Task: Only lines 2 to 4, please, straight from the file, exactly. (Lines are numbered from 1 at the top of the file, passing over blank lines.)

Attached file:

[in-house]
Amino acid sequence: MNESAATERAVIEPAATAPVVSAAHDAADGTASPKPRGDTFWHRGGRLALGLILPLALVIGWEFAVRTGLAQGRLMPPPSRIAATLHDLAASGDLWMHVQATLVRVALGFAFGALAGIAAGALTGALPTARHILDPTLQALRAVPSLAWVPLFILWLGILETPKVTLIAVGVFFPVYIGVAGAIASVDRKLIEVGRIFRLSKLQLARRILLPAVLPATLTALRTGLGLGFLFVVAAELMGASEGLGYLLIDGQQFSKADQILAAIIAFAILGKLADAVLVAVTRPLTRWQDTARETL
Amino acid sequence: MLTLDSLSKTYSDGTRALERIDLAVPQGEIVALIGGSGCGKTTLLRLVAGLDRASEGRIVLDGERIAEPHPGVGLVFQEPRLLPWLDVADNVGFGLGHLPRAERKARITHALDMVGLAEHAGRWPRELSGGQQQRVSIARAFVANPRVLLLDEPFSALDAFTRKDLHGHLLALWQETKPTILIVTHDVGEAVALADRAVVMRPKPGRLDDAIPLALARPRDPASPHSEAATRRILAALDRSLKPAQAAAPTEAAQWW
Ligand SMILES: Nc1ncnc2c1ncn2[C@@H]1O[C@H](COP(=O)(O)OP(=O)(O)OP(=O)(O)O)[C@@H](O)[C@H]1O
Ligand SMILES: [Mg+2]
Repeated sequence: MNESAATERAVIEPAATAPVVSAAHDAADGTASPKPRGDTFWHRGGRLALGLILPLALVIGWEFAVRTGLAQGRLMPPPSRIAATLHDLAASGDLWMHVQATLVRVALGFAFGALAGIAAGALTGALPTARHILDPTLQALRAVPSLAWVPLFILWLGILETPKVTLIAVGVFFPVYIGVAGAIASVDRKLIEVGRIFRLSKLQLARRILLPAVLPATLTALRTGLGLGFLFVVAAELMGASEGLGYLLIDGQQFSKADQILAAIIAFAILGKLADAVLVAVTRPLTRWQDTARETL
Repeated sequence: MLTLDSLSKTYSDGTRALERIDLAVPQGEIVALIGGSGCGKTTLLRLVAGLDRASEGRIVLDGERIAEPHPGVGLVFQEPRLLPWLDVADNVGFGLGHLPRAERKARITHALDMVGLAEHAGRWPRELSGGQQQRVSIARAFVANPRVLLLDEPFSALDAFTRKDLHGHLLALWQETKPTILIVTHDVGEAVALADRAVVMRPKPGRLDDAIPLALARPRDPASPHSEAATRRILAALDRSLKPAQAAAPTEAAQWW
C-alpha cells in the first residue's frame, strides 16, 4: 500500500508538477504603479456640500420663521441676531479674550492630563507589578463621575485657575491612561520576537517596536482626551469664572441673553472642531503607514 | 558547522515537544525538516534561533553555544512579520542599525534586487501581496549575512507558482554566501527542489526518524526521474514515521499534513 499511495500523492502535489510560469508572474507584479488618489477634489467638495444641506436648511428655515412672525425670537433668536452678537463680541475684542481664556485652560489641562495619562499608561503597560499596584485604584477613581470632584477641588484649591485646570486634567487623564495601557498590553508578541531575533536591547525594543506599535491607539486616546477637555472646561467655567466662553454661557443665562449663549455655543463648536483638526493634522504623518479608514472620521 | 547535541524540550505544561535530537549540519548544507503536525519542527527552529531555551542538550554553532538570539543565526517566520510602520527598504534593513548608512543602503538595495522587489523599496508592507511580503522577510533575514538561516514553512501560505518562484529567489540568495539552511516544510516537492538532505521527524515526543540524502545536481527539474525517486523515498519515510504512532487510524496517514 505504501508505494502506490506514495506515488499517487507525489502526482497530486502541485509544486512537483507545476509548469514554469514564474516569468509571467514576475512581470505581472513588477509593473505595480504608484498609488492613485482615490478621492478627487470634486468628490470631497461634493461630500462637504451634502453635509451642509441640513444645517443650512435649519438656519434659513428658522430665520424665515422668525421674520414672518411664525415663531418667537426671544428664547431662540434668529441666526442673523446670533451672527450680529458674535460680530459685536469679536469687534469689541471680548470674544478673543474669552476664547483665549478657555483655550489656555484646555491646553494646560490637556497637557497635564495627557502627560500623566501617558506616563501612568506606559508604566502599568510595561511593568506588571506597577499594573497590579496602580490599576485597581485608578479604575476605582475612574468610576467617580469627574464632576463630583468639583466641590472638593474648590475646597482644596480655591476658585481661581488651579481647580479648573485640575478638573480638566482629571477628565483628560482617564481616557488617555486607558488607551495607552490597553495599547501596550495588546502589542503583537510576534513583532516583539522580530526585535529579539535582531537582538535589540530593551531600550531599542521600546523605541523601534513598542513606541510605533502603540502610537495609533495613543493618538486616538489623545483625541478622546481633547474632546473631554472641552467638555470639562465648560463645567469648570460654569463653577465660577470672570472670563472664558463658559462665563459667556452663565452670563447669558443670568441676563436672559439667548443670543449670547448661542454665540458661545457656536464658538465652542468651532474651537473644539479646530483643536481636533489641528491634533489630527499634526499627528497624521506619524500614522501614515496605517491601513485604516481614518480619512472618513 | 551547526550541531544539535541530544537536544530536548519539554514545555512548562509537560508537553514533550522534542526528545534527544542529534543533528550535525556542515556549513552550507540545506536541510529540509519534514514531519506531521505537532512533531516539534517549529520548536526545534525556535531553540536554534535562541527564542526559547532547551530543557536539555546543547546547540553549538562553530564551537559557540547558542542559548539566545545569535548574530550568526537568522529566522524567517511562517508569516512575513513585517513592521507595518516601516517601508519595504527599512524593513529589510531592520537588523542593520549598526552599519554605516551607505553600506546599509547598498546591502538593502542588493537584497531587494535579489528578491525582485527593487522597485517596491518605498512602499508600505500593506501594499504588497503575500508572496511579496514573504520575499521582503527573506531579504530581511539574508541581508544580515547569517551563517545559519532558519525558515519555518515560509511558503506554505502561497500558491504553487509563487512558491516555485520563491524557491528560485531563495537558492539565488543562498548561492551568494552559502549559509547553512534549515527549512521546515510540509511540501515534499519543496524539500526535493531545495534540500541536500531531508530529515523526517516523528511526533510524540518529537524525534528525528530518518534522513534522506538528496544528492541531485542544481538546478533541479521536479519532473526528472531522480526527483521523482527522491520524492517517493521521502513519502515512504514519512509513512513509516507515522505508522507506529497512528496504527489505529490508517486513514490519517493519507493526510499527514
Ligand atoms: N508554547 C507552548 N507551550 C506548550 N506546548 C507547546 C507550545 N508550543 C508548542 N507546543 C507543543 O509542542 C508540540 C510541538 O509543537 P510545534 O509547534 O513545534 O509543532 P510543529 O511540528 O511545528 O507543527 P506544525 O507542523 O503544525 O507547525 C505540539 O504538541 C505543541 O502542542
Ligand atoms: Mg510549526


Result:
Amino acid sequence: MNESAATERAVIEPAATAPVVSAAHDAADGTASPKPRGDTFWHRGGRLALGLILPLALVIGWEFAVRTGLAQGRLMPPPSRIAATLHDLAASGDLWMHVQATLVRVALGFAFGALAGIAAGALTGALPTARHILDPTLQALRAVPSLAWVPLFILWLGILETPKVTLIAVGVFFPVYIGVAGAIASVDRKLIEVGRIFRLSKLQLARRILLPAVLPATLTALRTGLGLGFLFVVAAELMGASEGLGYLLIDGQQFSKADQILAAIIAFAILGKLADAVLVAVTRPLTRWQDTARETL
Amino acid sequence: MLTLDSLSKTYSDGTRALERIDLAVPQGEIVALIGGSGCGKTTLLRLVAGLDRASEGRIVLDGERIAEPHPGVGLVFQEPRLLPWLDVADNVGFGLGHLPRAERKARITHALDMVGLAEHAGRWPRELSGGQQQRVSIARAFVANPRVLLLDEPFSALDAFTRKDLHGHLLALWQETKPTILIVTHDVGEAVALADRAVVMRPKPGRLDDAIPLALARPRDPASPHSEAATRRILAALDRSLKPAQAAAPTEAAQWW
Ligand SMILES: Nc1ncnc2c1ncn2[C@@H]1O[C@H](COP(=O)(O)OP(=O)(O)OP(=O)(O)O)[C@@H](O)[C@H]1O